If this story caught your attention because at some point or another you have not enjoyed your sex life or lack thereof, you’re far from alone. While the results of a recent Public Health England (PHE) study are causing quite a commotion with its claims that a whopping half of millennial women report a “lack of sexual enjoyment” in their life over the last 12 months, many sexperts are seriously unimpressed.
As part of the study, researchers surveyed around 7,300 women 16 years or older and found that a significant amount (49 percent) of 25- to 34-year-olds reported they were dissatisfied with their sex life. Interesting? Yes. Flawed? Quite possibly.
“If we look at surveys from the last generation and the one before that, we might find that 50 percent isn’t high, meaning that in the past even less women enjoyed sex,” explains Dawn Michael, PhD, a clinical sexologist, relationship expert, and author of My Husband Wont Have Sex With Me. “I do believe that, with the invention of birth control, it has given more freedom without as much worry from generations before; however, there are a few important factors that the study left out as well.”
One of the factors that Dr. Michael believes the study has drawn a blind eye to is that women in their 20s tend to know their body far less than a woman in her late 30s, 40s or 50s. “Time allows women, especially, the chance to get to know our body and become more comfortable with sexual encounters,” she says.
Tammy Nelson, PhD, certified sex therapist and author of Getting the Sex You Want completely agrees, adding that this study is starkly misleading. “Sure, the study found that half the women in the millennial age group reported a lack of sexual enjoyment in the last 12 months, but it didn’t say that these women did not enjoy sex at all or what they did not like about it,” she notes. “It didn’t say that millennial-aged women didn’t enjoy masturbation or find pleasure in sex or that they never orgasmed.” For this reason, she believes that it doesn’t make sense to simply conclude that millennial women aren’t finding joy in sex.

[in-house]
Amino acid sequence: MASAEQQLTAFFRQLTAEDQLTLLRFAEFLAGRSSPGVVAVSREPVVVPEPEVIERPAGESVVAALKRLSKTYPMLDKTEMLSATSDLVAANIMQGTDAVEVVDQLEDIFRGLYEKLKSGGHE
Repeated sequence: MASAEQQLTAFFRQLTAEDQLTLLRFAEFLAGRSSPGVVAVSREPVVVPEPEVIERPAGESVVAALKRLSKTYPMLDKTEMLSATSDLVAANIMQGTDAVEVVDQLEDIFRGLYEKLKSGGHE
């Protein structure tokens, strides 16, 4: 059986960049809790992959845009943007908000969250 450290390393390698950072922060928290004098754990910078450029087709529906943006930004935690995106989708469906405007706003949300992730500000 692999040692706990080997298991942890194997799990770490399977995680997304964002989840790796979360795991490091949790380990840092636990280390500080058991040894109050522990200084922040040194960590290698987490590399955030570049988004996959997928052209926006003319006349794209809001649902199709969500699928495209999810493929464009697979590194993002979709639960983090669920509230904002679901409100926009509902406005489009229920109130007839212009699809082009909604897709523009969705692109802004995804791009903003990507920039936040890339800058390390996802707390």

“I think most people, if they’re honest, would say that, at some point in the last year, they didn’t enjoy sex,” Dr. Nelson continues. “Why is this such a surprise? Most of us have great sex, good sex, okay sex, and not-so-great sex — and sometimes even bad sex — even if we’re in a great relationship with a loving and generous sexual partner.” These occasions, when sex might not be totally rewarding, may coincide with several things. One, according to Dr. Nelson, might have to do with mood. While sex might help enhance your mood, it’s not always at the top of your priority list when you’re tired or stressed.
“Both men and women like to feel emotionally connected prior to having sex, while some people are the opposite — they feel connected after they have sex,” she says. “If you’re one of those people who can’t get into it if you have a resentment from an argument earlier in the day, try working through any problems before you get in bed, so you don’t hold things against your partner and find yourself withdrawing from pleasure.”
As a pointer, Dr. Nelson says that an easy way for most people to enhance their sex life is to communicate more about it — what you like, dislike or would like to try. “If you’re on your phone or checking social media up until the moment you hit the pillow, you might not be one of those communicative types,” she says. “Try talking about what you want and what works for you, including any fantasies you might have.”
Antonia Hall, psychologist, sex and relationship expert, and author of The Ultimate Guide to a Multi-Orgasmic Life, agrees on the communications front, adding that a major roadblock to enjoying sex is an inability to ask for one’s needs to be met. “Women are often taught to acquiesce to their partner’s needs, and that their pleasure should be derived from their skilled hands only,” she says. “But every woman’s body is different, so that thinking leads to a lose-lose situation.”
Bottom line: Bad sex isn’t a millennial thing. It’s an individual thing. Everyone goes through ebbs and flows in the bedroom, but experts agree that the key to a more pleasurable sexual experience for all parties involved is in communication.